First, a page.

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Letters to Juniper Kindle Edition
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Set in rural Idaho, Sarah introduces us to her isolated world. At twelve, her circumstances couldn't be more different than that of her peers. Sarah's mother is dead. Her father and step-mother now raise Sarah and her siblings on a farm straight out of the 1800s. There's no electricity, no running water. Sarah's father lives and breathes by the supreme law of Yashua. Strict adherence to these laws are required. The reader feels instant sympathy for Sarah who must write secret letters by candlelight, cook meals for her three younger brothers and, worst of all, spend days in the birthing shed during her menstrual cycle.
Then her father is arrested by Federal Agents for dealing in illegal firearms. The Feds want Sarah's father as an informant on a group of Neo-Nazis. When her father refuses, their world begins to unravel.
The story is told through a series of heart-felt, emotional letters from Sarah to her long lost friend Juniper who she vaguely remembers from her life in Florida. Though I sometime found myself longing for more depth of setting description than a letter could provide, the letters themselves touched me. We are drawn in to Sarah's world by the sympathy we feel for her plight and we are hooked through the end to find out what becomes of her.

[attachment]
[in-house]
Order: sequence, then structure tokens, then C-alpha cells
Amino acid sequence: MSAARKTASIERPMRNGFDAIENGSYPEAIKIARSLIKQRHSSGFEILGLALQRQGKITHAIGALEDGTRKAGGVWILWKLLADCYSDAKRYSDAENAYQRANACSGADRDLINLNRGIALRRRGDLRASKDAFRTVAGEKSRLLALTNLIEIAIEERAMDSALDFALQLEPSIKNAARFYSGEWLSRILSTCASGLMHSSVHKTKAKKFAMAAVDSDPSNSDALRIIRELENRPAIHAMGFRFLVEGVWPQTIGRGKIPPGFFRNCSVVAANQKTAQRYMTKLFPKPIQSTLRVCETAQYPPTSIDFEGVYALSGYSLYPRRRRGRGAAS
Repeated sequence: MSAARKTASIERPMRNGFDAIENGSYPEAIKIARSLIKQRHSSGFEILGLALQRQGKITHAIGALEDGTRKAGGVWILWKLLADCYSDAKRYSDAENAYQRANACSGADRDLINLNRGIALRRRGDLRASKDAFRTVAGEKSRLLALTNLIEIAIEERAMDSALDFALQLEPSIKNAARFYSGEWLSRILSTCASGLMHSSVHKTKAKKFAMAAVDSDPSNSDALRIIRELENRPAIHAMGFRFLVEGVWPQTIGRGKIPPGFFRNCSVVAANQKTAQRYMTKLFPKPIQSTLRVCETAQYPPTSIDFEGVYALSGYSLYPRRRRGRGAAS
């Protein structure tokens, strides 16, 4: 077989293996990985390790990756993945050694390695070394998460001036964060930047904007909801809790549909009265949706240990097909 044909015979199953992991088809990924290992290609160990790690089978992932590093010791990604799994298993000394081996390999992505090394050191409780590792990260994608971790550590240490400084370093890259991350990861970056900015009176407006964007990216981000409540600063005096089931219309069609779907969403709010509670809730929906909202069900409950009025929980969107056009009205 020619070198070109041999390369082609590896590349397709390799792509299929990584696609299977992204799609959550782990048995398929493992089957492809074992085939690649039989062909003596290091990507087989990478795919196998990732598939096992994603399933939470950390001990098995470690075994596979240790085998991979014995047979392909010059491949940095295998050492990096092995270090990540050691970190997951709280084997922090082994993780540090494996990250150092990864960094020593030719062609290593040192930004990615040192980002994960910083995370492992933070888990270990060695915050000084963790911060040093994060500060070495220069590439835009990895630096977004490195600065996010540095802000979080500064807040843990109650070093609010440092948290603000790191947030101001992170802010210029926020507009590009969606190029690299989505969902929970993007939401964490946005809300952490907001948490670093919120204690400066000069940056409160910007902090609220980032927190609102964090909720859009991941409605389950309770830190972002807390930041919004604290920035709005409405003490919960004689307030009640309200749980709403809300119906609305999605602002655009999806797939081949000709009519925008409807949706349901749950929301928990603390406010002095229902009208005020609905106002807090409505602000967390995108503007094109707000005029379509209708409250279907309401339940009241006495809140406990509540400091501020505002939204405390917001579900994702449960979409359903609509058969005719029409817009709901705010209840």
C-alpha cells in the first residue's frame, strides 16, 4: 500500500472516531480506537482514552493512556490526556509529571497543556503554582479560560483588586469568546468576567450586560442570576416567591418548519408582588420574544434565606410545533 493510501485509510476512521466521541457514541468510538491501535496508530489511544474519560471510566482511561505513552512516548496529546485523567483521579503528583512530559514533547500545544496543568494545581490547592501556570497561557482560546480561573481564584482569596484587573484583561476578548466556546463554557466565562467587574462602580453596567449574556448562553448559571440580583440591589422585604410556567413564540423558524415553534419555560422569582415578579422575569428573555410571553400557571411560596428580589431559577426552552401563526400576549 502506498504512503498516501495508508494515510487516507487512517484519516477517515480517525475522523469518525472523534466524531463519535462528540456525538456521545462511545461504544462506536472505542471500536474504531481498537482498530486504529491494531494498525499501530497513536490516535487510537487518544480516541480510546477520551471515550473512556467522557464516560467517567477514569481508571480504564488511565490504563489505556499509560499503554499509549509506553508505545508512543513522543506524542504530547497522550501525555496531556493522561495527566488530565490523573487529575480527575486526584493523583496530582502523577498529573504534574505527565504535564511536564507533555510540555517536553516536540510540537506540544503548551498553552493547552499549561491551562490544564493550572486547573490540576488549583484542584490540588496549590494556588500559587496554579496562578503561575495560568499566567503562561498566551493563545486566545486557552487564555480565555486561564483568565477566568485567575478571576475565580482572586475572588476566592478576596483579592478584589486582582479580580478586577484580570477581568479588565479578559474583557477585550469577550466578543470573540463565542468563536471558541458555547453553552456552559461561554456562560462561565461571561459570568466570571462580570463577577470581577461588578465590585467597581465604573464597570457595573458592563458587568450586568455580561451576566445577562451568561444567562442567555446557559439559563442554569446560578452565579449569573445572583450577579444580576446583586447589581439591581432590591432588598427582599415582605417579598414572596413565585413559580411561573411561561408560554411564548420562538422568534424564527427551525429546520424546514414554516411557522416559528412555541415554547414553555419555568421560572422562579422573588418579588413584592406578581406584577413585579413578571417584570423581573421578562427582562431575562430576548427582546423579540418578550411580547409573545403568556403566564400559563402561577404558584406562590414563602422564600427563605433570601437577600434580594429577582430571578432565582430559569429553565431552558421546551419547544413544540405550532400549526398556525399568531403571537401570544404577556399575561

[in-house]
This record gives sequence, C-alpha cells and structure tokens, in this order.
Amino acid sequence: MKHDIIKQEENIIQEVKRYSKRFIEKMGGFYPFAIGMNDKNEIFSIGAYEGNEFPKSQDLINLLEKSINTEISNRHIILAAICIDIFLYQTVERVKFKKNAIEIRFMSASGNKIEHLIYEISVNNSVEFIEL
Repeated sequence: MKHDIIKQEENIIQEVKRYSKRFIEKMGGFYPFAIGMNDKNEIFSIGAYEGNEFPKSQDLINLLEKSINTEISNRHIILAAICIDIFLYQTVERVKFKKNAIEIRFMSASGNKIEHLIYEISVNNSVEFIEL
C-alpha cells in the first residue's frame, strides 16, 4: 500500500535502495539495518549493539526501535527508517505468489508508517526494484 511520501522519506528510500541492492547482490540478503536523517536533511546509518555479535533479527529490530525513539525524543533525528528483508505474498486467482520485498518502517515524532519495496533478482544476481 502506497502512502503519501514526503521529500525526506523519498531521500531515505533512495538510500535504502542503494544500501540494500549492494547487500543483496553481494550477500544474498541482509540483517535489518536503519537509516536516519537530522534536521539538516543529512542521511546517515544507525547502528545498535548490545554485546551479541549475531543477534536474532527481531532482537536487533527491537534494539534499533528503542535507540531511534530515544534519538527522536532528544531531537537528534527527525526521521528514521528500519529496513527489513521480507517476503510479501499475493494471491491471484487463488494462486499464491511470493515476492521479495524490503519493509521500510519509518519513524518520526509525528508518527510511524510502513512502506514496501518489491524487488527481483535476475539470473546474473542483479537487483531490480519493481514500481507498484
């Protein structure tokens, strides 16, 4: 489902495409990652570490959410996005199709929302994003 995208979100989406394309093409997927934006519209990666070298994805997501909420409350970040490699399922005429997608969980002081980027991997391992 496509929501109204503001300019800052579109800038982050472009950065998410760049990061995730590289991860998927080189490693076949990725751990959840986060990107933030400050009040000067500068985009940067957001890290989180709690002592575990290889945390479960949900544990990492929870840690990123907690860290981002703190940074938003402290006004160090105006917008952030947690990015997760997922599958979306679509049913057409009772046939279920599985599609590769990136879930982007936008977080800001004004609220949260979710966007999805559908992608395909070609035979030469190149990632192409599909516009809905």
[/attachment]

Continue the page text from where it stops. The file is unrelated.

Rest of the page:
Tibbetts does a thorough and thought-provoking job of taking us into the perilous life of a girl similar to those that were trapped at Waco or under Warren Jeff's tyrannical reign. Anyone who was drawn to those children's stories (who watched with baited breath as they surrounded the Branch Davidians or took the Fundamentalist Latter-Day Saints children into custody) will sympathize with Sarah. After all, she's just a twelve year old girl who glows after her first kiss and nearly dies of embarrassment when her period is mentioned in front of her boyfriend. Yet, she finds herself caught up in very adult situations that lead to very adult consequences. The ending is unexpected and masterfully done, as well.
My only critique would be that there were moments where I found some of the dialog hollow and some of the law enforcement procedures lacking depth. Those things fall to the wayside as you flip pages, longing to uncover what will become of Sarah and her family.
Suitable for mature middle-school and above for some tactful but violent scenes, I would recommend this book for inquisitive young minds and older minds as well. Though it is not necessarily historical, it helps us better understand parts of our history that have baffled many of us for decades.
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The stepmother is always at odds with Sarah and Sarah finds escape in her diary entries to Juniper.
Life is difficult and she's a virtual prisoner, being locked up monthly. She befriends a boy but she's not too sure of him. After a shootout, she is immensely surprised and pleased.
I didn't see that coming is what I thought!